POLICE-COMMUNITY RELATIONS

Emphasis:
Design Research
Concept Development
Data Analysis


Tasked with understanding how to improve community and police relations in New York City, we needed to narrow down to a pinhole what our problem our project was going to be solving.

How do teachers communicate with students about authority?


December 2017

Our approach started with an intercept and card sorting activity in a populated high school school street. With the data we collected in the initial round of research, we wanted to see how we could connect it to our continuing observations. 


We wanted to understand exactly what we were trying to do. The students had a generally negative view of police, so we needed to see if this view was the same with all of our stakeholders. We continued our research with interviews with teachers from various high schools, YMCA program coordinators and parole officers.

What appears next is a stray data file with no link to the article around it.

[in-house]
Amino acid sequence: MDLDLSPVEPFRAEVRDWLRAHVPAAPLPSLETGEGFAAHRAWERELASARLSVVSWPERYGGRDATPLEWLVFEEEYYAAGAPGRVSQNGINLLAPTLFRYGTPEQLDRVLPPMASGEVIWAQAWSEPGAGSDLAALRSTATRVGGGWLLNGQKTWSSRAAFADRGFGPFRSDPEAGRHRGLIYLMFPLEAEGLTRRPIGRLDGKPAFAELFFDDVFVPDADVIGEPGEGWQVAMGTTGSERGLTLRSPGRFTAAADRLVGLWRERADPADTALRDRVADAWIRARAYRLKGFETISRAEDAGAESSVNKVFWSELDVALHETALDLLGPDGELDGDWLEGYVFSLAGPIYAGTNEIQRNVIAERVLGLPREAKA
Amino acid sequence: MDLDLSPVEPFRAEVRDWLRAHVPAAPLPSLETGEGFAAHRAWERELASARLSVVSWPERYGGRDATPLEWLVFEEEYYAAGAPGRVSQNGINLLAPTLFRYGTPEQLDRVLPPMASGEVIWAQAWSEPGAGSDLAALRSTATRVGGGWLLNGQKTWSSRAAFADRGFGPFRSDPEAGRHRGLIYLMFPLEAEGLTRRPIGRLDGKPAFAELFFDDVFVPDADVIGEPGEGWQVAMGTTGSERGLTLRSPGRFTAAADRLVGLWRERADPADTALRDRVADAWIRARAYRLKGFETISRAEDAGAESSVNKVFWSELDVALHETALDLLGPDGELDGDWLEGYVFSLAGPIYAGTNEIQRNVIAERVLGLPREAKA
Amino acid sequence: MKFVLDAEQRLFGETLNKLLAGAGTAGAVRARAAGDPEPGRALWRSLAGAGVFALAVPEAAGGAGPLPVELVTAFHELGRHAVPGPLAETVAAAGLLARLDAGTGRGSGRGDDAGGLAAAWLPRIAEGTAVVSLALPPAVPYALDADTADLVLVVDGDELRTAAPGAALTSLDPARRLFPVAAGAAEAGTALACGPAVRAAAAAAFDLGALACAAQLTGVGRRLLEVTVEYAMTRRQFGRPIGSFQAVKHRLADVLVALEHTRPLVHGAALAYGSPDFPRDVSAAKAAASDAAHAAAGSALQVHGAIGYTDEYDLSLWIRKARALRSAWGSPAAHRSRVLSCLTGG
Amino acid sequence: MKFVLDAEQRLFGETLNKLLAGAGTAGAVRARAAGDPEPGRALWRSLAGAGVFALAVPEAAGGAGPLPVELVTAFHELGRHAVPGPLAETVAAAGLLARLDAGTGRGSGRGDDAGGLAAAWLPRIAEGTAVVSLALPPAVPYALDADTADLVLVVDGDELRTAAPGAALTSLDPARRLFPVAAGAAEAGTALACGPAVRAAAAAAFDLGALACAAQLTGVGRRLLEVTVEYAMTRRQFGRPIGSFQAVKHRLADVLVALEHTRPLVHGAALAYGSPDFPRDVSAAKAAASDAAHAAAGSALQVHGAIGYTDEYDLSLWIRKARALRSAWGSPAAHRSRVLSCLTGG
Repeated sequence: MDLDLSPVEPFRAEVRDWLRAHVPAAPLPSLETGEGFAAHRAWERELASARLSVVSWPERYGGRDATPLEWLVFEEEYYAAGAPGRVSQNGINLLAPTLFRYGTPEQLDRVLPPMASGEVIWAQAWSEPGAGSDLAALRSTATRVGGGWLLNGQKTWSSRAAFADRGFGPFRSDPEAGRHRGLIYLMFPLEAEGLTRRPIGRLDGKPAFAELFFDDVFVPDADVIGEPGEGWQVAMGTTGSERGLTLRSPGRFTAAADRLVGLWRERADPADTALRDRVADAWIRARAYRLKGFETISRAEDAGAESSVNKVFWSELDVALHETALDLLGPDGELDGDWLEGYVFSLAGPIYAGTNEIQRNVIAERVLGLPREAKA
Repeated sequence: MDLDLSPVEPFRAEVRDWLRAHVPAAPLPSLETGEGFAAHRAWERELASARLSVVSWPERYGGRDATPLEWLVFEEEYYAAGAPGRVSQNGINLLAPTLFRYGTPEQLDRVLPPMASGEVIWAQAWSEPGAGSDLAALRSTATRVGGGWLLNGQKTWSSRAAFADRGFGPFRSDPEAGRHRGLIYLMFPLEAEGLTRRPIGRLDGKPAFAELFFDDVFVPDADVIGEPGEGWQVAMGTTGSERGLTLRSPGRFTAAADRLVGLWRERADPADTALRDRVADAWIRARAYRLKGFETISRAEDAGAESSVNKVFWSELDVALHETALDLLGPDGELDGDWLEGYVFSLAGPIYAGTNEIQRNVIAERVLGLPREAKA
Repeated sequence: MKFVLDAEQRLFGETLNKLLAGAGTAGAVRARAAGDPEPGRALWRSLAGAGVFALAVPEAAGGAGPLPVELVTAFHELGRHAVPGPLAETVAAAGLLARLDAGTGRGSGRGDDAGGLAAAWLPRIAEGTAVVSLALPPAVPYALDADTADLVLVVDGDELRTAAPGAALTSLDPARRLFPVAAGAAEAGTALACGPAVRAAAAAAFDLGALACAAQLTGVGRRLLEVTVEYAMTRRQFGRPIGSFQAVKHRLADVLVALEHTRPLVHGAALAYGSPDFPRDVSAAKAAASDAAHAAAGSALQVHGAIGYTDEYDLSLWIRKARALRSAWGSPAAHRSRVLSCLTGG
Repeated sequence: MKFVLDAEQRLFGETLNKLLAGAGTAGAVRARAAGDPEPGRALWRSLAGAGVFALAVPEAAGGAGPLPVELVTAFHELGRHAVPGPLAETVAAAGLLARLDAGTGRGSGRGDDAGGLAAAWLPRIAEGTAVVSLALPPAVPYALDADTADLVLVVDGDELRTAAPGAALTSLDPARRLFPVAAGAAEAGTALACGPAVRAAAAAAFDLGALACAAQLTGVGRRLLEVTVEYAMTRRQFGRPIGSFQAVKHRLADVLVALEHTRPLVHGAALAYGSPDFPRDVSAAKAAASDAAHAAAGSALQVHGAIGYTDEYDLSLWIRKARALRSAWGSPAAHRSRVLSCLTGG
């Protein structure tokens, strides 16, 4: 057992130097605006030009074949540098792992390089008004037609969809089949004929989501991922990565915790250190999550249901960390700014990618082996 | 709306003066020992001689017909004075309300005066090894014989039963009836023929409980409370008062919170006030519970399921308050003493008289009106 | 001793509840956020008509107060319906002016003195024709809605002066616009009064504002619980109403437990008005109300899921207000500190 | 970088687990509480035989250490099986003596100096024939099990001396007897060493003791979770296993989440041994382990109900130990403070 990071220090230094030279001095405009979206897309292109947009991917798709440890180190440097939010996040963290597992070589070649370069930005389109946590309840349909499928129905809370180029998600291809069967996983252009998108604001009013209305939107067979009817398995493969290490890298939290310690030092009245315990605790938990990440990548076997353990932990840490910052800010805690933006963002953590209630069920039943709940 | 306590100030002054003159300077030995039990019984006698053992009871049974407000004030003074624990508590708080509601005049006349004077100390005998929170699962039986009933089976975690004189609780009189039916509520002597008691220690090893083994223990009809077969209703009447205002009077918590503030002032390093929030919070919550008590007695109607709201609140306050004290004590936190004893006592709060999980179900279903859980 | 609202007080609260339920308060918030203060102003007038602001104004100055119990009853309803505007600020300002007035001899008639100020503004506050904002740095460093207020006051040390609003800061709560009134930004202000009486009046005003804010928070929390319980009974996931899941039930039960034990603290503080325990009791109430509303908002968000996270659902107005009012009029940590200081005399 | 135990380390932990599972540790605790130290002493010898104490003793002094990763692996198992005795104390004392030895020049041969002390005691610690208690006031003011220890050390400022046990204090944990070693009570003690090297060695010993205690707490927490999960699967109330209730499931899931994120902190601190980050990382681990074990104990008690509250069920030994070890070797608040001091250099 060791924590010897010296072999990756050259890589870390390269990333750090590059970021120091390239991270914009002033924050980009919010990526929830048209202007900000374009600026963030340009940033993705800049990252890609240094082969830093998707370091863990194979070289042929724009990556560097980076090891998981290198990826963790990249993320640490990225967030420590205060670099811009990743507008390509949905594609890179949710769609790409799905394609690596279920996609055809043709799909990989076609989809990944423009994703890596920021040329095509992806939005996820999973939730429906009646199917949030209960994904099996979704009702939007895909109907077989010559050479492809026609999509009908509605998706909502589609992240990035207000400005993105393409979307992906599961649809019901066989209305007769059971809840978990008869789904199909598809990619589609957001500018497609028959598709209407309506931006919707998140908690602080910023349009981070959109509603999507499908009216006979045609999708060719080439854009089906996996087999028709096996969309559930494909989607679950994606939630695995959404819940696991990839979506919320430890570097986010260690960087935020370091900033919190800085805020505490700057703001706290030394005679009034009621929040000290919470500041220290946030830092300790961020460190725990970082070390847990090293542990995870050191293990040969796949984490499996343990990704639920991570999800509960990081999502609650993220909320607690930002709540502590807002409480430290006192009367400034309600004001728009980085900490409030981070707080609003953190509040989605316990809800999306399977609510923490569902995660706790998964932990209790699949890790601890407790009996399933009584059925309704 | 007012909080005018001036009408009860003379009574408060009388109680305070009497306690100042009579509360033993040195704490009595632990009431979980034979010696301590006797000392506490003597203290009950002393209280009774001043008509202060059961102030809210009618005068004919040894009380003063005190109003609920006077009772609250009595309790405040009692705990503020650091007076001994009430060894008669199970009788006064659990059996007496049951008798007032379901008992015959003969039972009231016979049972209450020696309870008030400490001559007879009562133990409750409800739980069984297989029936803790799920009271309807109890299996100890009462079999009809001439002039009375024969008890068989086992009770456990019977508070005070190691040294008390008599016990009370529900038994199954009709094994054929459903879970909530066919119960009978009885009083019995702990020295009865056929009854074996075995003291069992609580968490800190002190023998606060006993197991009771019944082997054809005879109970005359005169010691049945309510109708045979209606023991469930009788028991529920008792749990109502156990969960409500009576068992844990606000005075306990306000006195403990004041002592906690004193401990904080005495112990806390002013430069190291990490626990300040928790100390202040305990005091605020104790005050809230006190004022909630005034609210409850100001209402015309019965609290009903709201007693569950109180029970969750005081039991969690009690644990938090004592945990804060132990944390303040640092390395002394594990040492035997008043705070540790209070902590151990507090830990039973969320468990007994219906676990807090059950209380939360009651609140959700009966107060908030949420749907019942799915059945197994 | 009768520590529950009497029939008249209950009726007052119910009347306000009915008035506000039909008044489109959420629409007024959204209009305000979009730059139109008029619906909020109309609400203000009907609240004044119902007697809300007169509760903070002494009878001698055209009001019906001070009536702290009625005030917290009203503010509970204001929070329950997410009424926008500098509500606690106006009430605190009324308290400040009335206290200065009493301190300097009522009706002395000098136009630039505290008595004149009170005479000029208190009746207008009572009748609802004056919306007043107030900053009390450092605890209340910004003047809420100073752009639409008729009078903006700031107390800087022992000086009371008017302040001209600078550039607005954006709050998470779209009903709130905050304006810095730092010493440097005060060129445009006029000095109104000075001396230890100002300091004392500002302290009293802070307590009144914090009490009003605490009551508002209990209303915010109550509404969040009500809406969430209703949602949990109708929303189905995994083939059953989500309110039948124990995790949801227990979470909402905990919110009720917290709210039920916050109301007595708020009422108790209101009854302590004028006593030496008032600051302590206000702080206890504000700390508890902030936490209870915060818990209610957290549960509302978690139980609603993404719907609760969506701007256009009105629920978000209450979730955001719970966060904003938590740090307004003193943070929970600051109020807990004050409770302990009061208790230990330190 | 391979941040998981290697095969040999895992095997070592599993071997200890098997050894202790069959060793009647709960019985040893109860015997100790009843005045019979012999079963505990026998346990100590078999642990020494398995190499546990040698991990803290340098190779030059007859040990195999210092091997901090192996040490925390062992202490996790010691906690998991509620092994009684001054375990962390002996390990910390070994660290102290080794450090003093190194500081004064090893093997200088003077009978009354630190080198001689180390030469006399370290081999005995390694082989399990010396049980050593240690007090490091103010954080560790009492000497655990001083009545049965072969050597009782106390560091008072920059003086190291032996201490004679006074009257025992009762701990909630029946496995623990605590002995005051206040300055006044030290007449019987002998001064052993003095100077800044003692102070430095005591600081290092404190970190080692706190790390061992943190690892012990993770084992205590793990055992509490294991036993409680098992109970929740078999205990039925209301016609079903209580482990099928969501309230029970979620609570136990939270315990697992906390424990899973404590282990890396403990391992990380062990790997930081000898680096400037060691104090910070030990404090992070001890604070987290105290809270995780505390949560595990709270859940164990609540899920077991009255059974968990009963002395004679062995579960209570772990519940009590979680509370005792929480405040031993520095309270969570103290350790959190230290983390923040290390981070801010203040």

“The cops are against you, it’s not fair b/c they’re supposed to be there to protect you...”


- Student

“Kids are very aware of what is in the news – there is a ‘cops are racist’ mentality amongst students.”


- Teacher

We discovered that across the community, there is no shared understanding of the challenges, constraints and current state of police-community relations. This is particularly evident in the education system where the structures in place to inform the next generation of citizens about their rights and responsibilities are reinforcing this gap.

So we ideated and developed a concept for connecting the two communities – police and community – in a neutral way. 


Non-Violent Communications Campaign



Collaborators:
Corinne Reynolds
Mary Beth Lumley
Yun Ang Tsai

I welcome you & love you as you are.